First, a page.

Apple says that it has a fix for the browser security flaw discovered earlier this week on its iOS-powered devices.
After the iPhone Dev Team released the latest jailbreak software hack for the iPhone over the weekend, it became apparent that the way the jailbreak worked--via an iPhone's mobile Safari browser--that the phone has a security vulnerability when it comes to the way it loads PDF files from the Web.
On Wednesday an Apple spokeswoman said in a statement, "We're aware of this reported issue, we have already developed a fix and it will be available to customers in an upcoming software update."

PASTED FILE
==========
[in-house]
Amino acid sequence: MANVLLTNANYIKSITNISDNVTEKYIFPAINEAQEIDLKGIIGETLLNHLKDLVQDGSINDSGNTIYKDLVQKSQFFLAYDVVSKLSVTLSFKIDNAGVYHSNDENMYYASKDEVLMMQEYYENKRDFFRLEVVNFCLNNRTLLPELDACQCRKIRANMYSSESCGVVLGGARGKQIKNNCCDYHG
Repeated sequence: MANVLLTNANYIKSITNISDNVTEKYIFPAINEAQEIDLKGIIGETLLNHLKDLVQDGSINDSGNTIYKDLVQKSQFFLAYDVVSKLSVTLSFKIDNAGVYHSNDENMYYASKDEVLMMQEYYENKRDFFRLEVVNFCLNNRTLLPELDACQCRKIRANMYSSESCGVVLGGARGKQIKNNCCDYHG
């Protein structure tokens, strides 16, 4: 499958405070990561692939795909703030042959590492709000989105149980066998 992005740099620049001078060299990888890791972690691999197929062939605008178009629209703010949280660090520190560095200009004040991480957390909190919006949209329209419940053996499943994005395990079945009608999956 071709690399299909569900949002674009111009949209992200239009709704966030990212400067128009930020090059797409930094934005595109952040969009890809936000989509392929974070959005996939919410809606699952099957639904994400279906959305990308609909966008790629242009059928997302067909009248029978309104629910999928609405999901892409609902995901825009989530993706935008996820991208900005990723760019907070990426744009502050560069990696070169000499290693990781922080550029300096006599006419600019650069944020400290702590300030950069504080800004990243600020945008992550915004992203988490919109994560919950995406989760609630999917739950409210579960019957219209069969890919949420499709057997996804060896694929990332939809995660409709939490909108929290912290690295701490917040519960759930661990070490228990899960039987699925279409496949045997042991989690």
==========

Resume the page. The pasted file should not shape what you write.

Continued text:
Apple declined to say when the update would be pushed out.
There are two distinct vulnerabilities in the iPhone uncovered with the jailbreak software's release, principal analyst Charlie Miller of Independent Security Evaluators told CNET Tuesday. One flaw is in the way the browser parses PDF files, enabling the code to get inside a protective sandbox, and the other hole allows code to break out of the sandbox and get root, or control, privileges on the device.
The security flaw is so serious that the German government issued an official warning to citizens about it on Wednesday and said it was investigating.
Apple declined to comment on Germany's Federal Office for Information Security's statement.